Stay Away … Please

Can cops keep an accused drug dealer from roaming the Tenderloin?

When it comes to the politics of law enforcement, few parlor games are quite as popular among San Francisco's police officers, prosecutors, and elected officials as the Blame Game. As the city sinks under a rising tide of unsolved crime, the debate goes on: Police say bungling prosecutors and soft public-safety policies make their job tougher, supervisors point the finger at the mayor and a dysfunctional police department, and the district attorney's office talks about a judiciary that simply isn't willing to punish criminals. For Norris Robinson, this way of doing business is working out just fine.

Police say they arrested Robinson, an Emeryville resident, in the Tenderloin on the night of Nov. 14 with $800 in cash and 441 illegal prescription pills. He was booked on narcotics charges and has pleaded not guilty. Despite a request from the district attorney's office that Robinson be held on $90,000 bail, San Francisco Superior Court Judge Diane Wick has released him from custody — with no bail — as the trial proceeds. Since his arrest, Robinson and his signature silver Isuzu have been spotted back in the Tenderloin, enraging community activists and police officers who want a court order keeping him out of the crime-ridden neighborhood, at least until the narcotics charges are resolved.

“If this be the protection we can expect from our judiciary, the war we wage is multiplied by the blindness of justice,” San Francisco Police Capt. Gary Jimenez, who heads the Tenderloin police station, declared in his weekly community newsletter. Jimenez singled out Wick for postponing until March 23 a hearing on a potential “stay-away order” keeping Robinson out of the Tenderloin. If granted, the unusually broad order would keep Robinson not from an address or intersection — as is typical in stay-aways for narcotics defendants — but from the entire neighborhood.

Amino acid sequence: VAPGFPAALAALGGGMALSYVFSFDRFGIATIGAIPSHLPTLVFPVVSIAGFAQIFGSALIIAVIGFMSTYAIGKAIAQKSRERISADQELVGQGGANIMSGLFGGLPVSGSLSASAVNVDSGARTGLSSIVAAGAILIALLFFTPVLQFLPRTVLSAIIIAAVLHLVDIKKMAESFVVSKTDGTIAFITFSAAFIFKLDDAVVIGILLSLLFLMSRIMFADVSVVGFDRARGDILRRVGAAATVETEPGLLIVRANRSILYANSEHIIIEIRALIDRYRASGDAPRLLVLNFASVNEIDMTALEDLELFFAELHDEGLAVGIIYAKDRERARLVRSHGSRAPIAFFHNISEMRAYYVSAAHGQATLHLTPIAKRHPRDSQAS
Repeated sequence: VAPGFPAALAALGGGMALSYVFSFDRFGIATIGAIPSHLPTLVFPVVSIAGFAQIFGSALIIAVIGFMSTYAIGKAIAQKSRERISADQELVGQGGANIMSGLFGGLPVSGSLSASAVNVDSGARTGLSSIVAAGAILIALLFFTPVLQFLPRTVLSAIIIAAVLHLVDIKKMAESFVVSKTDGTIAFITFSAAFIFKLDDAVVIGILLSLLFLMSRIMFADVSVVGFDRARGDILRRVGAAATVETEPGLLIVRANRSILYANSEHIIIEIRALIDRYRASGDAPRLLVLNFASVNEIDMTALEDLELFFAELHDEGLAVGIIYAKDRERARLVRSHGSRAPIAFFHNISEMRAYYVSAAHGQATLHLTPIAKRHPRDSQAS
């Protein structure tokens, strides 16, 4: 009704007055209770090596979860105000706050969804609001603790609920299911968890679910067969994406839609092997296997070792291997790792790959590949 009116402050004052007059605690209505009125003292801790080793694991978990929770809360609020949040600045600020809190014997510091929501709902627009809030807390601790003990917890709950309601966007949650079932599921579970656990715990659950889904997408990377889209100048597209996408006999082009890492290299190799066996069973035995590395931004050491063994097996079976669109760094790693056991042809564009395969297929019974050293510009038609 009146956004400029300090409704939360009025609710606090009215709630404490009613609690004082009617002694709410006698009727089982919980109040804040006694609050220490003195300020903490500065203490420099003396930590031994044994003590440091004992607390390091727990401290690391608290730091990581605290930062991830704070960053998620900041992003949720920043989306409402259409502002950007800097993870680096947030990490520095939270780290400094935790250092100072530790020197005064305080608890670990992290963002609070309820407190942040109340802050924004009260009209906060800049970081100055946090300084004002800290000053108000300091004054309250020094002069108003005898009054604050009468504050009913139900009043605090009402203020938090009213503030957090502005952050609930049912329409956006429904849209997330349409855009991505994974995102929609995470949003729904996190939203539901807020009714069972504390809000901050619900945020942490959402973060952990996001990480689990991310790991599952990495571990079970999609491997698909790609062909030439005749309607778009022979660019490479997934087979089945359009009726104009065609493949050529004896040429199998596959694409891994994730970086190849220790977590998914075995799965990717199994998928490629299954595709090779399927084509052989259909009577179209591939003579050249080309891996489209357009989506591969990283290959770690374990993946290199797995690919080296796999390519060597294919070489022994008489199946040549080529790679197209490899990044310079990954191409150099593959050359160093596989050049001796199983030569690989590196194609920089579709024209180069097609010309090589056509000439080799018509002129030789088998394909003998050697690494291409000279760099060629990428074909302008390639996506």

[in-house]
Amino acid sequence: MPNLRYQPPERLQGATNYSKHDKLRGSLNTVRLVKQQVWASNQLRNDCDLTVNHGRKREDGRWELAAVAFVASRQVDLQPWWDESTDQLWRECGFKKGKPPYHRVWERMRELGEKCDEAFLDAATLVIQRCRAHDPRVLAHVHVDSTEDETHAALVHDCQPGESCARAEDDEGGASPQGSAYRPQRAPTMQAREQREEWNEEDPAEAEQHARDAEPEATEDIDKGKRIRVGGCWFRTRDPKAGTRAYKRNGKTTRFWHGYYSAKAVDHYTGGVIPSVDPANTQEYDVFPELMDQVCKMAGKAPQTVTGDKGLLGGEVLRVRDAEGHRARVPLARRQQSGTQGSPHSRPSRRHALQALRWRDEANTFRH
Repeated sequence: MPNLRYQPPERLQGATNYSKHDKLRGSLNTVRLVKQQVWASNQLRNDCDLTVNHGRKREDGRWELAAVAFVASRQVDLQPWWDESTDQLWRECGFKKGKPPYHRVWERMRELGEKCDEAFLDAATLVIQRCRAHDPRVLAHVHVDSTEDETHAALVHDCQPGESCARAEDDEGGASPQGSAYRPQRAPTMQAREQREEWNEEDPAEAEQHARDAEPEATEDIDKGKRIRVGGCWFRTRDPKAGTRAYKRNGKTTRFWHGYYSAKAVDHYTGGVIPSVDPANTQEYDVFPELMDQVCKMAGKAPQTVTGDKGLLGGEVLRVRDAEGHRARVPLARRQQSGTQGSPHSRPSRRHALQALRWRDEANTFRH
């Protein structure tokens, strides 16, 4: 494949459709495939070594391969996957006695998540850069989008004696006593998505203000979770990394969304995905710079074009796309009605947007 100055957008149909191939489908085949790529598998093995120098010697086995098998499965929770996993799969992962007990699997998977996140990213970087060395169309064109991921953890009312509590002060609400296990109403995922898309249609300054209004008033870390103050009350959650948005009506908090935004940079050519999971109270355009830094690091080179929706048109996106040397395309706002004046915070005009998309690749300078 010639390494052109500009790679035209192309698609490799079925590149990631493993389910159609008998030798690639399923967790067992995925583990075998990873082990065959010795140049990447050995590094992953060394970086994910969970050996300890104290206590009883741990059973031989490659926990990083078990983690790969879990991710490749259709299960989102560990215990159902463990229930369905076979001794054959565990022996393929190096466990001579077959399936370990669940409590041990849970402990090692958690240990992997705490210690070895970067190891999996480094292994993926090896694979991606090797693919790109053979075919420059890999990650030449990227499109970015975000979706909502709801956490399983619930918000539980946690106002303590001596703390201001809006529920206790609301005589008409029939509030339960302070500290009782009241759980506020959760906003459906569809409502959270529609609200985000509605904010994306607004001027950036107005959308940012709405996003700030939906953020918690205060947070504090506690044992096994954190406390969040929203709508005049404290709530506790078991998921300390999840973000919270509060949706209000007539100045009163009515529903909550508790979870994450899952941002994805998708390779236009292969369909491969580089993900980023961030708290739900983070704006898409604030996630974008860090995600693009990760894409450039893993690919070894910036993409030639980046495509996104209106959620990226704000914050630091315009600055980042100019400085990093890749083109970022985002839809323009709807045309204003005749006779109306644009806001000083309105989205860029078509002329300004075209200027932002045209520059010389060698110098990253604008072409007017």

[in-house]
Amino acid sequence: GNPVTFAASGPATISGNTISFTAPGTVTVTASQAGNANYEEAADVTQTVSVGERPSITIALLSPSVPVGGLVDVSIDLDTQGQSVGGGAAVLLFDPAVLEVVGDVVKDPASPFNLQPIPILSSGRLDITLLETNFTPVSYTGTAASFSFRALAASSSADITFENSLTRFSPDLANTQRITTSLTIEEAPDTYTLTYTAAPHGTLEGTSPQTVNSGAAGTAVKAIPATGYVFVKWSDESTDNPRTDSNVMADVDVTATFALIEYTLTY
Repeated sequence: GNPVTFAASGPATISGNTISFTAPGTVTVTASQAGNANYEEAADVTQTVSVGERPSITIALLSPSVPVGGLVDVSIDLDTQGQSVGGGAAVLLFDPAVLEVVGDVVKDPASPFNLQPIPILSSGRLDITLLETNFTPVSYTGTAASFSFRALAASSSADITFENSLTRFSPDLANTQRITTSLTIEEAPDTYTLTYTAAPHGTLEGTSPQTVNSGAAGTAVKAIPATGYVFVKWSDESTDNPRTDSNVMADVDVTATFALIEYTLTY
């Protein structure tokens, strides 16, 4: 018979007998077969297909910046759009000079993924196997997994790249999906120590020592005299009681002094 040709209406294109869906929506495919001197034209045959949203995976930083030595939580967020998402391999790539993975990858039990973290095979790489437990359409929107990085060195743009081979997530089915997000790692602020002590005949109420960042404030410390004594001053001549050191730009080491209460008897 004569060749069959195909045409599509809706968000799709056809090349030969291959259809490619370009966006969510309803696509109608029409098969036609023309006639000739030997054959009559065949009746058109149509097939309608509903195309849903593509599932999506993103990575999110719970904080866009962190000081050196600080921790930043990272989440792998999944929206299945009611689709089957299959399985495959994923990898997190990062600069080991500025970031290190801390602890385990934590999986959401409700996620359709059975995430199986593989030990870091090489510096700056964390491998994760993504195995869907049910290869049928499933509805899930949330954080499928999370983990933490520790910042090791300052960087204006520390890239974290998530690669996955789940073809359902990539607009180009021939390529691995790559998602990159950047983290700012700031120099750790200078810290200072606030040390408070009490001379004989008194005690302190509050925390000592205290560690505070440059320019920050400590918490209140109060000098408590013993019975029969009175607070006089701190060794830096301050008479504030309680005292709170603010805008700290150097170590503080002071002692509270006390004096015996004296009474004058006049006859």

“This particular defendant has come up numerous times in Tenderloin meetings,” says Assistant District Attorney Brian Buckelew, who follows crime trends in the Tenderloin and has handled parts of Robinson's prosecution. “This neighborhood deserves better.”

Robinson declined requests for comment through his lawyer, deputy public defender Christopher Hite. For his part, Hite says the DA's office is overreaching, and that there are any number of lawful activities that could draw his client to the neighborhood. “The theater district borders the Tenderloin,” Hite said. “There are a lot of normal stores and businesses that are in the Tenderloin.” On March 23, the judge will weigh in. In the meantime, keep an eye out for Robinson at Grease.

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